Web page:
How (Not) to Break Up With Your Child’s Therapist

How To Break Up With Your Child's Therapist

“It’s not you, it’s… my insurance.”

Therapy is never meant to be an indefinite situation. Whatever the reason may be, there is always that inevitable moment when a therapist and client must part ways.

And yeah, it can get awkward.

Here are some of the most common “break up” situations I’ve run into, complete with the truth of how they usually go down, as well as my wishes for the best case scenarios.

1. Not-So-Mutual Break Up: Parent Stops Therapy

Scenarios: Insurance isn’t covering therapy, Parents want to try a new clinic, Parents want to try a different program, etc…

Parent Response #1: “Today needs to be our last day.” (AKA: The Bomb Drop)

Therapist Response:
I respond to the bomb drop in one of two ways, depending on how secretive the parent has been:

1. “Yeah, I had a feeling.” You have to give me some credit. I mean, I can tell if you are not happy with therapy. Sometimes it just isn’t what a parent thought it would be, or they aren’t seeing progress that meets their expectations. Or, of course, they might just hate me. (I’ve learned to not take this as personally as I used to, but yeah, that thought still crosses my mind. I’m human, people!)

2. “Huh?!” Sometimes I’m just blind-sided by a parent informing me that they are going to stop. There are some parents that are so nervous to tell me that they are stopping that they hold it in until the last possible moment.

Parent Response #2: Someone other than the usual parent brings the child to their final appointment so the parent doesn’t have to tell me themselves. (AKA: The Switcheroo)

(This happens way more than you would think! Say Mom always brings the child to therapy, but then one day Dad or Grandma drops off the child with the news.)

Therapist Response: This is the equivalent of breaking up via text message. It hurts- hurts deep. But honestly, it does make me sad that a parent is uncomfortable with the idea of telling me that they need to stop therapy. It could be that they are too emotional to do this in person, or they are just plain afraid of me. Who knows?

The Best “Break Up” Scenario: If you know ahead of time that you need to stop therapy for any reason, just give your therapist a heads up. (Even if you have heard of another awesome therapist across town that you want to try.) Just tell me! First and foremost, I am a professional! I think the personal relationships get mixed up in the business of it all and things can get weird. If I were in their shoes I would have no problem saying, “Hey, thanks for all of your help, but I really want to give _____ a try.” I’ll only judge you a little for leaving me.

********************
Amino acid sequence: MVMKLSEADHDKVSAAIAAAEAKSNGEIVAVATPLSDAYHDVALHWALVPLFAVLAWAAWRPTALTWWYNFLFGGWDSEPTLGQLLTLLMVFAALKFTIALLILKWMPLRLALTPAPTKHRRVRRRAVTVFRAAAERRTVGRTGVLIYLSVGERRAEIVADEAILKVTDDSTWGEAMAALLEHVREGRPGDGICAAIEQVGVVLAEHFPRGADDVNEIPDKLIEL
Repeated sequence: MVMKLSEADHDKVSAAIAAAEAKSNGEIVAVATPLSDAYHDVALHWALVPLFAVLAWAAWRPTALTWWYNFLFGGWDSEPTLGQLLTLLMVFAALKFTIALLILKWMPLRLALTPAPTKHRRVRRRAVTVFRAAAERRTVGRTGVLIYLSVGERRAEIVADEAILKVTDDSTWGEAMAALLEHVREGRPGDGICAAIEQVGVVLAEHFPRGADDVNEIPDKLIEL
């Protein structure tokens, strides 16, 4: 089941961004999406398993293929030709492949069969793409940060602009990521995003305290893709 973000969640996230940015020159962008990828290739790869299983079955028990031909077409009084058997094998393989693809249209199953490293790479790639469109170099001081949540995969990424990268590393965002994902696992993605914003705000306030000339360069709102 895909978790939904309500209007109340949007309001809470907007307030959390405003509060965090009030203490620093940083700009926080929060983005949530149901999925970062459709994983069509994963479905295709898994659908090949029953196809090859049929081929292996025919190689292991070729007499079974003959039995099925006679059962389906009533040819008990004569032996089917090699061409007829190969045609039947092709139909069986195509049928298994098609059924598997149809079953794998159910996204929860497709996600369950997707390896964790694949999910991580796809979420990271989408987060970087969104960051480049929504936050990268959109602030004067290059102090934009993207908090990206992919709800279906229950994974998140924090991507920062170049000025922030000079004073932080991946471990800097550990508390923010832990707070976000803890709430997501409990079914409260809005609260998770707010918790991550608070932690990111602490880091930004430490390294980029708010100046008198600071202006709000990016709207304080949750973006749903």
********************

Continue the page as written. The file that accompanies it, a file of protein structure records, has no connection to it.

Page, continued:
2. Not-So-Mutual Break Up: Therapist Stops Therapy

Scenario: Parent just stops showing up, or only shows up periodically.

Parent Response: (Nothing, because they have disappeared.)

Therapist Response: “Really?! I did all that paperwork for nothing?” It takes a lot of work to write up an evaluation and goals. Plus there is the work of simply preparing for a new child on your caseload. To just drop off the face of the Earth is really upsetting and kind of like a smack in the face to a therapist.

Sometimes a parent will come to the first session, no-show for 2 sessions, and then try to show up again for the next appointment. Depending on the policies of the clinic, the therapist might have every right to just take you off of their schedule and fill that spot with someone else.

Scenario: Therapist transfers a client to another therapist.

Oh, this is super awkward. Sometimes a child is transferred to a new therapist because the first therapist simply can’t handle this particular client anymore. Kind of like tapping out in a wrestling match. There are also some clients that are considered “frequent fliers” (people that start and stop therapy quite a bit). In these difficult situations sometimes therapists call out “not it!” when it comes to scheduling the client. (That might sound awful, but remember, I’m being honest here!)

This could also occur when a therapist puts their client on someone else’s schedule for maternity leave, vacation, going part-time, or simply quitting.

Therapist Response: “I’ve actually had a change in my schedule, so you’ll be seeing Ms. Newtherapist from now on. She is great and I’m sure your child will do well with her.”

Parent Response: I’ve heard everything from “Eh, ok,” to “What?! Why? Can’t we stay on your schedule?” It depends on the client and how attached they are to their therapist. This is also a classic moment when a parent might decide to take a break from therapy themselves. It’s kind of a free “out”, and they might say, “Well, if that’s the case then I think we might take a break ourselves…”

Scenario: Therapist must stop therapy due to lack of progress or severe behavior issues.

Therapist Response:
What I’d like to say- “I really don’t want your child to hurt me anymore, so I think it’s time to stop.”
What I actually say- “Behaviors have really started impacting our ability to make progress in therapy. I think that it might be beneficial to consider behavior therapy to assist with this issue. Once the behaviors are under control, we can try again.”

There are often situations when it is simply not ethical to continue to bill for therapy when you get absolutely nothing done. Not to mention that insurance companies will stop reimbursement or question the clinic’s practices when they review the paperwork.

Parent Response: This is sometimes met with anger and defensiveness. I never want a parent to think that we are giving up on their child; there just comes a point when we are not the best use of their time and resources.

Sometimes a parent is relieved that we have been the ones to call “uncle”. They are aware of their child’s stalled progress, but can’t handle the idea of being the ones to take a break from therapy.